Murder in the Alps: Who killed the al-Hilli family?
Investigators are struggling to find out the cause of a gruesome and strange murder near the village of Chevaline.
It’s a gruesome murder mystery, said Marion Van Renterghem in Le Monde (France). “Every aspect is extraordinary in this scene of collective carnage.” A British man cycling through the Alps near the village of Chevaline came upon a dead cyclist, shot in the head. Nearby was a British-registered BMW with shot-out windows and the motor still running, containing the bodies of three adults, also shot in the head, and a severely wounded 7-year-old girl. Though no one knew it for hours, an unharmed 4-year-old girl was hiding underneath the bodies. Now we know that the dead are Saad al-Hilli, an Iraqi-born British aeronautical engineer; his wife, Iqbal; her mother, who had a Swedish passport; and French cyclist Sylvain Mollier. The al-Hilli daughters, Zainab and Zeena, are now in the care of relatives and French authorities. But there is much we don’t know. Was Saad al-Hilli the primary target and everyone else just eliminated as witnesses? Is it mere coincidence that the man who discovered the bodies is a former member of Britain’s Royal Air Force? Most important, who killed them?
We may soon find out, said Celine Rastello in Le Nouvel Observateur (France). While little Zeena, who cowered under her mother’s legs, did not see the attacker, Zainab may have. Now out of her medically induced coma, she has begun speaking to investigators, who say they will question her very slowly and “with great sympathy.” Experts in juvenile interviewing have been called in. They know not to ask leading questions or even yes or no questions, but “to let the child tell us what happened.”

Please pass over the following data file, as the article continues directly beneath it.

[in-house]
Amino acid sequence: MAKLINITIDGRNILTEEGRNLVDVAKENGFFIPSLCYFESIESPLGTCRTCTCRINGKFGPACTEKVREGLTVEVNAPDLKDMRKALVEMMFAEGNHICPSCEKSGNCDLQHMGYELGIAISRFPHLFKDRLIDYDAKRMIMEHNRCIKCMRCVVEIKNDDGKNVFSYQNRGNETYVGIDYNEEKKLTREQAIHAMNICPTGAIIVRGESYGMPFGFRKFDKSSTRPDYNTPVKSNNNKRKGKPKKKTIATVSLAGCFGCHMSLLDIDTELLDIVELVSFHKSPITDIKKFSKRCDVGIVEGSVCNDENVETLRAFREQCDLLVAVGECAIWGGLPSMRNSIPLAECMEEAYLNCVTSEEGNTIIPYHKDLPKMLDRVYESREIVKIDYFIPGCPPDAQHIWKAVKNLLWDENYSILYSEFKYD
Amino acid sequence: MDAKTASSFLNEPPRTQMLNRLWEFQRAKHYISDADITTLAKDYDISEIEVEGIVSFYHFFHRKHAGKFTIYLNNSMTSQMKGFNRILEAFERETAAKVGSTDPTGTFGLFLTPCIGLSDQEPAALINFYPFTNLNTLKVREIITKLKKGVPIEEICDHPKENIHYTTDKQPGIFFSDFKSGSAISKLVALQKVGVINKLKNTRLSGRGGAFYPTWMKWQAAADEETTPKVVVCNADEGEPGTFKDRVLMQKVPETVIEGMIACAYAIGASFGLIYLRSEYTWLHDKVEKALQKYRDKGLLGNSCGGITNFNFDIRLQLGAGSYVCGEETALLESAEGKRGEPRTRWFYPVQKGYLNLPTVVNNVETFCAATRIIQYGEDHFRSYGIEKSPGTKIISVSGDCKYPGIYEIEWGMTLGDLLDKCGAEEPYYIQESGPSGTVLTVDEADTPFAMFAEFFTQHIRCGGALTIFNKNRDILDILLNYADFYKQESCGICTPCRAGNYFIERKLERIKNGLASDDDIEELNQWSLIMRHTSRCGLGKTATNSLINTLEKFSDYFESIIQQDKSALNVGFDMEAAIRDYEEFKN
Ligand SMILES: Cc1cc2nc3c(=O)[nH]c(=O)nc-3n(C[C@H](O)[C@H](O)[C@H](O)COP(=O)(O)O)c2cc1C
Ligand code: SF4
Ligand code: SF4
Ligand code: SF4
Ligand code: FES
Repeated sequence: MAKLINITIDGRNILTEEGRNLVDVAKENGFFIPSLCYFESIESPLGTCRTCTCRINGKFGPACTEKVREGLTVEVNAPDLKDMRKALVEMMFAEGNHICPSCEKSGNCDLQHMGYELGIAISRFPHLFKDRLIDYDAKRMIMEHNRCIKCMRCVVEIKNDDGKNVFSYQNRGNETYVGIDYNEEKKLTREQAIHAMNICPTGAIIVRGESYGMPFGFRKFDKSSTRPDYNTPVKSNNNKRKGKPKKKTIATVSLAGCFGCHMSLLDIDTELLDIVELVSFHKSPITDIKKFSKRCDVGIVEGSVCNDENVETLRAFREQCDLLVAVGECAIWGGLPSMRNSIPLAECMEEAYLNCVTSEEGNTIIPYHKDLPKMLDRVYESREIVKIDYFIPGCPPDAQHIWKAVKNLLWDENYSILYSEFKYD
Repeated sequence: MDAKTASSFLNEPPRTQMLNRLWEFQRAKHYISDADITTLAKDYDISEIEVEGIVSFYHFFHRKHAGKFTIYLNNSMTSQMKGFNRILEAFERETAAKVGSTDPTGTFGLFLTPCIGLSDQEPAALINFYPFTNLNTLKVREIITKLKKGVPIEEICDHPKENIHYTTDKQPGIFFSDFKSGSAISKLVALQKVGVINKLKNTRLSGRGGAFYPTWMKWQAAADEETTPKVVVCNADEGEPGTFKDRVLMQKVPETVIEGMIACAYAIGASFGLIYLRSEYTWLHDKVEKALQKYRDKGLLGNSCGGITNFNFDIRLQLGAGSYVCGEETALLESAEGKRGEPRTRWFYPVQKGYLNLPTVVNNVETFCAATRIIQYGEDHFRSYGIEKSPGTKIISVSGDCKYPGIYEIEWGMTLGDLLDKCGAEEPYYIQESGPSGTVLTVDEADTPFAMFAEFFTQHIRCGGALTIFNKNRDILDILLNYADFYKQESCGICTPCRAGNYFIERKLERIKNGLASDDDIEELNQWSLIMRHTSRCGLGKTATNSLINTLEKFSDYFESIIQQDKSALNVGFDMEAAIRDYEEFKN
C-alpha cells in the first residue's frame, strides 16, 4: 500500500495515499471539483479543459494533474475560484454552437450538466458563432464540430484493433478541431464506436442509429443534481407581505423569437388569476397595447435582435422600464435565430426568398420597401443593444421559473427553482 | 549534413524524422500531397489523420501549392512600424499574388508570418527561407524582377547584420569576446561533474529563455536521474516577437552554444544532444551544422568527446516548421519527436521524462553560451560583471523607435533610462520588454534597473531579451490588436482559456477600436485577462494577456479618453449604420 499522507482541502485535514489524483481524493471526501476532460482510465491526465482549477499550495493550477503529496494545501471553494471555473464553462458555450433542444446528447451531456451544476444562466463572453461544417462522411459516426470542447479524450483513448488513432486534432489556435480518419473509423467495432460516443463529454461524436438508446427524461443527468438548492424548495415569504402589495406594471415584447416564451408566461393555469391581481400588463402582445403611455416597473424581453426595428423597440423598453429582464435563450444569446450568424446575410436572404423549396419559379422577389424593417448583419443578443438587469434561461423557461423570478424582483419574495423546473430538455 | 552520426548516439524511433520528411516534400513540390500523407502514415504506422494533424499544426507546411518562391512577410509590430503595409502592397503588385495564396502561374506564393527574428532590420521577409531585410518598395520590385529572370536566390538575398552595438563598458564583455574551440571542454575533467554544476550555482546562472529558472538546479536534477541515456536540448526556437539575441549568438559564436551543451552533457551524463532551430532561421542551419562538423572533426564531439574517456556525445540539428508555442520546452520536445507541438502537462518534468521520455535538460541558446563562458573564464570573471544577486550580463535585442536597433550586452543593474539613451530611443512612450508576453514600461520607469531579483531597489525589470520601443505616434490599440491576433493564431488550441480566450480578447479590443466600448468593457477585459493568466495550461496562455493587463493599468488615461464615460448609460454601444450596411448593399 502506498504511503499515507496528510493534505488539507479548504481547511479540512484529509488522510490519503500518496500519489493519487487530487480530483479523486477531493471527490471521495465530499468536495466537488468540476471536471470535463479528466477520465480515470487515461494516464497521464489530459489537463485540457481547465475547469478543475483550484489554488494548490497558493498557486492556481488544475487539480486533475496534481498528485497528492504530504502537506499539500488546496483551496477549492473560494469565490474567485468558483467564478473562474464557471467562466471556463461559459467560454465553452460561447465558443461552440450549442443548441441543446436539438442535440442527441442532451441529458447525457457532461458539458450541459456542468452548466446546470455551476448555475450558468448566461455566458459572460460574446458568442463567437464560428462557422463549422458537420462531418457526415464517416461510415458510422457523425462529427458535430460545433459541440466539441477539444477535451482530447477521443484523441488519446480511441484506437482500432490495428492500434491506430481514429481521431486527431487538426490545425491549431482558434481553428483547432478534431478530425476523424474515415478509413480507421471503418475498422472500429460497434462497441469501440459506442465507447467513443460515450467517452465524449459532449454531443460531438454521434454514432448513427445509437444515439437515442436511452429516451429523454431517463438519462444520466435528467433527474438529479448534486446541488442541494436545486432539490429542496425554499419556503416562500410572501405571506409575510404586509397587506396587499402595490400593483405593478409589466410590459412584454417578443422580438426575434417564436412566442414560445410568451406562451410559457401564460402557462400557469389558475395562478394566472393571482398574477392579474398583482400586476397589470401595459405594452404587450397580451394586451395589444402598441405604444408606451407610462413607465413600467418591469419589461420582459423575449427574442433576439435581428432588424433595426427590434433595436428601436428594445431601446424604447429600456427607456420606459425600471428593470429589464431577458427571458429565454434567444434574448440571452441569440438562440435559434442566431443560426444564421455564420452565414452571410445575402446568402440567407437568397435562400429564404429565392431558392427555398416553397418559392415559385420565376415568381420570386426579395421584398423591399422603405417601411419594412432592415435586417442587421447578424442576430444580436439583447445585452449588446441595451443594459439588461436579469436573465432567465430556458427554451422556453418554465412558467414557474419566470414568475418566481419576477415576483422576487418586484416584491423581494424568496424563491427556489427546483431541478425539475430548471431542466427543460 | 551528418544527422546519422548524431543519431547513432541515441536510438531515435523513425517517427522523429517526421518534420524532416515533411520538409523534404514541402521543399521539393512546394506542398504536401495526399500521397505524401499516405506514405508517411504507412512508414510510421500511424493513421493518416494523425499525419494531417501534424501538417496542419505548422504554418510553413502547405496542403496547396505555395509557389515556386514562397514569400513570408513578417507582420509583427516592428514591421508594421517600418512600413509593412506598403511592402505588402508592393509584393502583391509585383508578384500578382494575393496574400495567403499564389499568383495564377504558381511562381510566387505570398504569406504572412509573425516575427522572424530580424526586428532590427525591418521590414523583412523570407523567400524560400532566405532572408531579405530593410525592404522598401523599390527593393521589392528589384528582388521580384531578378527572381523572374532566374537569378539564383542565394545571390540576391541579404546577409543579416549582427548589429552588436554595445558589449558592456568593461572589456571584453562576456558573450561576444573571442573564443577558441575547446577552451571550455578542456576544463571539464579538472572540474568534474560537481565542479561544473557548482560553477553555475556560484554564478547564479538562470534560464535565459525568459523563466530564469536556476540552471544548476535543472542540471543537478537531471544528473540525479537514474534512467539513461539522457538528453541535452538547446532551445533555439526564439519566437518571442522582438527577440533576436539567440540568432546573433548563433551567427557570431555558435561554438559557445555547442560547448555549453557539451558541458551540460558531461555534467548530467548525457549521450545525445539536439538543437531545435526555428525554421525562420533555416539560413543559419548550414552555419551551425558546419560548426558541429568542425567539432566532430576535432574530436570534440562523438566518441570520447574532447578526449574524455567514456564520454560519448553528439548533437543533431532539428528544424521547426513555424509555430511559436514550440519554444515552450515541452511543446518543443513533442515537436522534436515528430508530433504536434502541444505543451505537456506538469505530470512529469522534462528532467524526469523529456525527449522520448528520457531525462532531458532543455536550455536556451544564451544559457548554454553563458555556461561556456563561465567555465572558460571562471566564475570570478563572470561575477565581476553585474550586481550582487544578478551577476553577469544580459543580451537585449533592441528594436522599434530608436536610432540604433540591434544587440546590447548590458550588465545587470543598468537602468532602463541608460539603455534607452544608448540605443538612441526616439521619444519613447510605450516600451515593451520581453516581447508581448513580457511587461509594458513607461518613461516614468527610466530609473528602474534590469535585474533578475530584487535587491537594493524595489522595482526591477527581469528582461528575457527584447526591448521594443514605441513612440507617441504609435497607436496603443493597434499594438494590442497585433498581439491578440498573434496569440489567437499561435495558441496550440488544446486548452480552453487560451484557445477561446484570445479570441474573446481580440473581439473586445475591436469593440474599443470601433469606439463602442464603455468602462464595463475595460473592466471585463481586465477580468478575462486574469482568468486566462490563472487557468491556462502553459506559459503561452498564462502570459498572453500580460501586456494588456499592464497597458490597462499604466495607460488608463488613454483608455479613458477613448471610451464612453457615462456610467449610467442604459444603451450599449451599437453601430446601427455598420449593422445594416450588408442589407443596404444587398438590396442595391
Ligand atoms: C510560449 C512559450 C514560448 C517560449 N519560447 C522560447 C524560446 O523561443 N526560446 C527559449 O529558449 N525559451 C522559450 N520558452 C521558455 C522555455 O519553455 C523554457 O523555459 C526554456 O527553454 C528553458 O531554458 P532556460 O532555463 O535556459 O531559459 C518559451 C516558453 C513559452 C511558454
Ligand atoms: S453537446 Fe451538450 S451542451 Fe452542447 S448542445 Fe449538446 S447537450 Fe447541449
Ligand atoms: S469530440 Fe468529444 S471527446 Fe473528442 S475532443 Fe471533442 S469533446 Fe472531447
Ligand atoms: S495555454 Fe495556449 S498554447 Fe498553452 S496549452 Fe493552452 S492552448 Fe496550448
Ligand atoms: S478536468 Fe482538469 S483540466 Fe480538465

The French are committing their best talent on this case, said Adam Sage in The Times (U.K.). They’ve appointed one of the country’s “most high-flying detectives,” Col. Marc de Tarlé of the National Gendarmerie. His involvement shows that France is treating these murders as an international incident. The investigators have already made progress on the ballistics front, said John Lichfield in The Independent (U.K.). Al-Hilli, the driver, was the first to be shot, followed by the two women, and finally Mollier, the French cyclist. All 25 shots were fired from the same 7.65 mm automatic pistol, smaller than those usually used by professional assassins. And other tourists vacationing in the area have been questioned. They said al-Hilli was “acting strangely” before his death, “leaving his family alone several times each day and switching campsites at short notice.”
Was it a family feud? asked Harriet Alexander and Robert Mendick in The Sunday Telegraph (U.K.). Rumor has it that al-Hilli and his brother were at odds over an inheritance. But the brother denied that and pledged his full support in the investigation. Or was it linked to al-Hilli’s work as a consultant to high-tech companies, or to a job he just applied for at the CERN nuclear lab in Switzerland? French prosecutor Eric Maillaud said he would find the truth. “The most important thing for me,” he said, “is that, many years in the future, I can say to the girls: ‘Thanks to the work of the investigators, and their British colleagues, we have found those who killed your parents.’”